Mars gives birth to twins and triplets

The 27.5-hour-old crescent floats on its side in the western sky last night around 6:30 p.m. The faint outline of the earthlit moon is also visible. Details: 200mm lens at f/2.8, ISO 800 and 1/50" exposure. Photo: Bob King

It wasn’t so much how low the thin crescent moon was last night that made it tricky to see, but how faint. I looked off to the west 25 minutes after sunset and saw Jupiter, but where was the moon? After a bit more searching I finally found it, thin as shaved ice in a cold cup of blue sky.

Shadowed craters on a 2-day-old moon in 2009. Photo: Bob King

Binoculars enhanced the view and made the crescent look crumbly or broken. Segments of brightly lit moon alternated with dark spots created by shadow-filled craters and shadows cast by peaks and crater walls.

The sun comes in at a very low angle on a day-old crescent moon just as it does at sunrise here on Earth, touching only the tops of trees and buildings while leaving streets and valleys in shadow. This shadow effect is more dramatic at extreme crescent phases, because then we see the moon at a glancing angle rather than face on. Shadows stack up across our line of sight “chopping up” the edgy crescent.

Notice the the uneven play of light along the length of last night's crescent moon created by alternating areas of sunlit surface and dark shadows. Details: 400mm lens at f/5.6. Photo: Bob King

Bathed in pink twilight light, the moon grew slightly brighter as twilight deepened, but unless you looked for it, you wouldn’t have known it was there. A beautiful if evanescent sight.  I do hope some of you were able to see it. Tonight a brighter, slightly thicker moon will lie to the right of Jupiter in twilight.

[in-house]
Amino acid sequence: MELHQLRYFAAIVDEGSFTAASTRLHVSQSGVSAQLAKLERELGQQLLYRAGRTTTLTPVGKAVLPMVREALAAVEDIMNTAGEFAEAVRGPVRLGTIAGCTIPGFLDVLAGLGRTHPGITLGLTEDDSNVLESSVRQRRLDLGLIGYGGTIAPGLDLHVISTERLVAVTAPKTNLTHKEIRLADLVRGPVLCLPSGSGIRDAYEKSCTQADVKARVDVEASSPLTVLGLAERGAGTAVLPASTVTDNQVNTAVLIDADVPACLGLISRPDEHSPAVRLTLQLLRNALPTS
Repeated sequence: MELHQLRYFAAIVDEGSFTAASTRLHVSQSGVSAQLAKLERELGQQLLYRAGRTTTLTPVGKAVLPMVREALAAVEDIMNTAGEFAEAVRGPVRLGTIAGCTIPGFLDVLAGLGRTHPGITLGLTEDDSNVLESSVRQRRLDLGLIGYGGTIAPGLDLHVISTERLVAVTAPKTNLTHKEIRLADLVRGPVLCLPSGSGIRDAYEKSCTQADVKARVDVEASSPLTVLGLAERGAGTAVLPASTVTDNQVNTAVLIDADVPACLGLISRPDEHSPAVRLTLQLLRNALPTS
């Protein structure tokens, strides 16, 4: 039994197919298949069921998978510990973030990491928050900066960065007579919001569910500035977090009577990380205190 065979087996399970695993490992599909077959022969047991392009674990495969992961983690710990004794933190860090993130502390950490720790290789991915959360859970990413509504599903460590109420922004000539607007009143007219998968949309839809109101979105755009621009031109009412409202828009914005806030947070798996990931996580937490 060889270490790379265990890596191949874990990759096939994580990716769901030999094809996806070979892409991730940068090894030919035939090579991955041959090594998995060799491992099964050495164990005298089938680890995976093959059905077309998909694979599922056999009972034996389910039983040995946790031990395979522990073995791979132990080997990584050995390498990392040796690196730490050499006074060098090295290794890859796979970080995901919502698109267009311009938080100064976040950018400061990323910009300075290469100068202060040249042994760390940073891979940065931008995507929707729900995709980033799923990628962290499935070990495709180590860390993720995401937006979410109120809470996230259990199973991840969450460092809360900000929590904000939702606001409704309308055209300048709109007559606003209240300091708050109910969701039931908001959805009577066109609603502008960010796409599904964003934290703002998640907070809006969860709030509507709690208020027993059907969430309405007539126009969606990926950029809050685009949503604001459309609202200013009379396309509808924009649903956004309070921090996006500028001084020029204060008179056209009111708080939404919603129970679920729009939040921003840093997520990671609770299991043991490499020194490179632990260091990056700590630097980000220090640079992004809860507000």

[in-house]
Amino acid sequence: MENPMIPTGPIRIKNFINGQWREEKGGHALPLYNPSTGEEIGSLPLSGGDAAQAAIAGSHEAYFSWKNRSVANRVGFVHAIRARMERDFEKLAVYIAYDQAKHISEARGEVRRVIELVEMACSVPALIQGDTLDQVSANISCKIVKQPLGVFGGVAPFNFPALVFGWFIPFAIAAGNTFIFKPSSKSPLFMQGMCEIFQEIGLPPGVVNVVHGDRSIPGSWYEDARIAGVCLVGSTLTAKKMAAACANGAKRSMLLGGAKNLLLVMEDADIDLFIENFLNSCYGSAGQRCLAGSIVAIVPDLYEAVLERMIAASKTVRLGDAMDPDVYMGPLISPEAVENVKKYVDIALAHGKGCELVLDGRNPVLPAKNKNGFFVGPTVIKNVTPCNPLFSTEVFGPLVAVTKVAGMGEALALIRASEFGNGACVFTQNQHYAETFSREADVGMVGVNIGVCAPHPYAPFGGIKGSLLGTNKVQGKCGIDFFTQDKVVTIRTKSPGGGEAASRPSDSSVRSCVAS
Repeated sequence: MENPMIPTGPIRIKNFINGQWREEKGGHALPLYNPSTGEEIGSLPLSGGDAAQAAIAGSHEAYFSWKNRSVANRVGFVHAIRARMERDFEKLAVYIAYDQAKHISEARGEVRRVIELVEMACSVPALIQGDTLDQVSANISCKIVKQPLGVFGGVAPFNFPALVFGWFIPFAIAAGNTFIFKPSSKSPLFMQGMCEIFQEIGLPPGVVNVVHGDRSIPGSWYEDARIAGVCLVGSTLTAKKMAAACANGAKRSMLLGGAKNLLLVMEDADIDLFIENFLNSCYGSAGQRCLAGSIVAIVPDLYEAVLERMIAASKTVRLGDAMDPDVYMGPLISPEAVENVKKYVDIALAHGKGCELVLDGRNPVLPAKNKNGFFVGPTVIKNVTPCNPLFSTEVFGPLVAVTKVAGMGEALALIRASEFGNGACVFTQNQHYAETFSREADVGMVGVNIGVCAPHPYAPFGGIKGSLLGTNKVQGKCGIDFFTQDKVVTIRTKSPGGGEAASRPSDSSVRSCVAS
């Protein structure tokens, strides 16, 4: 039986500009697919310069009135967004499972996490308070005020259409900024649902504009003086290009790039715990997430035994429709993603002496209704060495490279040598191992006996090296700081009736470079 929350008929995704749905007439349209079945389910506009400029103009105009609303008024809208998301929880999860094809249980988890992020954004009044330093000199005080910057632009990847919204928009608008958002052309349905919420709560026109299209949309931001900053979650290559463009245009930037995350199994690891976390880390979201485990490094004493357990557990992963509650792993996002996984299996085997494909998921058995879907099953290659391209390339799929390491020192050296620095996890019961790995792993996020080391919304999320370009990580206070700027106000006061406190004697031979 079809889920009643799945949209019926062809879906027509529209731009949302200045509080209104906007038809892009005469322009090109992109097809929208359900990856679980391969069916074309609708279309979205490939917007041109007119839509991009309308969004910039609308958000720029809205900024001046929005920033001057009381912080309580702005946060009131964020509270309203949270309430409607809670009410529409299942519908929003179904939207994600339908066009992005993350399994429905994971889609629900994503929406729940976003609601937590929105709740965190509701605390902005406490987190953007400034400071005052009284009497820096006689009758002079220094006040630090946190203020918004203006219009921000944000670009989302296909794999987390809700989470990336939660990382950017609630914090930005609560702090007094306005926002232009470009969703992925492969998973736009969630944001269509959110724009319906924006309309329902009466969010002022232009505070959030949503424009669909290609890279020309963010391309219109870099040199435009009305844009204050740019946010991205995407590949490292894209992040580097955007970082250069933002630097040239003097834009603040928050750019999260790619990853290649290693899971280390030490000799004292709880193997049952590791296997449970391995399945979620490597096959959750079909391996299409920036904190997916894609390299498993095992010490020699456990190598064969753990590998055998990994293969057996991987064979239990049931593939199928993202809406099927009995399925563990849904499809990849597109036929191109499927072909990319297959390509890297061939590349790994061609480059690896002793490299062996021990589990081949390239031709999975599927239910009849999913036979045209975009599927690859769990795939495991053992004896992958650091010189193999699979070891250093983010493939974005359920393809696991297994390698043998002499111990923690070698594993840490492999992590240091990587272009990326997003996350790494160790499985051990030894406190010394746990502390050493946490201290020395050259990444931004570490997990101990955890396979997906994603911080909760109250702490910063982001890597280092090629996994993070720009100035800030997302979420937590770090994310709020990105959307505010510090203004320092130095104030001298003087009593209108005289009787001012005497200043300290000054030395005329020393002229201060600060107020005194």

A remarkable pair of "conjoined twin" craters on Mars. Credit: NASA/JPL/University of Arizona

Mars has been in the news recently with new photos returned of rare double and triple craters by NASA’s Mars Reconnaisance Orbiter (MRO). The symmetry of these two side-by-side impacts tells us that the impacts must have happened nearly simultaneously, otherwise one would undoubtedly overlap the other. The twins share a common wall and their impact debris forms neat plumes of surface deposits above and below them.

Multiple pictures of the 135-mile-long asteroid 216 Kleopatra photographed by reflected radio waves. Credit: Stephen Ostro et al. (JPL), Arecibo Radio Telescope, NSF, NASA

Scientists believe the meteorite that created the two broke into two large pieces when it entered Mars atmosphere. With little time to separate before hitting the surface, the two struck almost simultaneously side by side, excavating nearly identical craters. While it’s unusual enough for this to happen, what’s even odder is that the object must have split into two nearly equal parts on its way down.

Perhaps it was dogbone-shaped like the asteroid 216 Kleopatra. Scientists think its weird shape is the result of a collision between two separate bodies that stuck together over time. During atmosphere entry on Mars, a similar though smaller “dogbone” may have been severed in two by powerful air pressures.

The floors of each of this triplet crater are covered in windblown sand dunes. Credit: NASA/JPL/U. of Arizona

Fond of twins but looking for something even more extraordinary? How about triplets? This MRO photo was released earlier this week and shows not one, not two but three craters formed by the breakup of a large meteorite/asteroid when it struck the planet sometime in the distant past. Anyone one for quadruplets?

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About astrobob

My name is Bob King and I work at the Duluth News Tribune in Duluth, Minn. as a photographer and photo editor. I'm also an amateur astronomer and have been keen on the sky since age 11. My modest credentials include membership in the American Association of Variable Star Observers (AAVSO) where I'm a regular contributor, International Meteorite Collectors Assn. and Arrowhead Astronomical Society. I also teach community education astronomy classes at our local planetarium.

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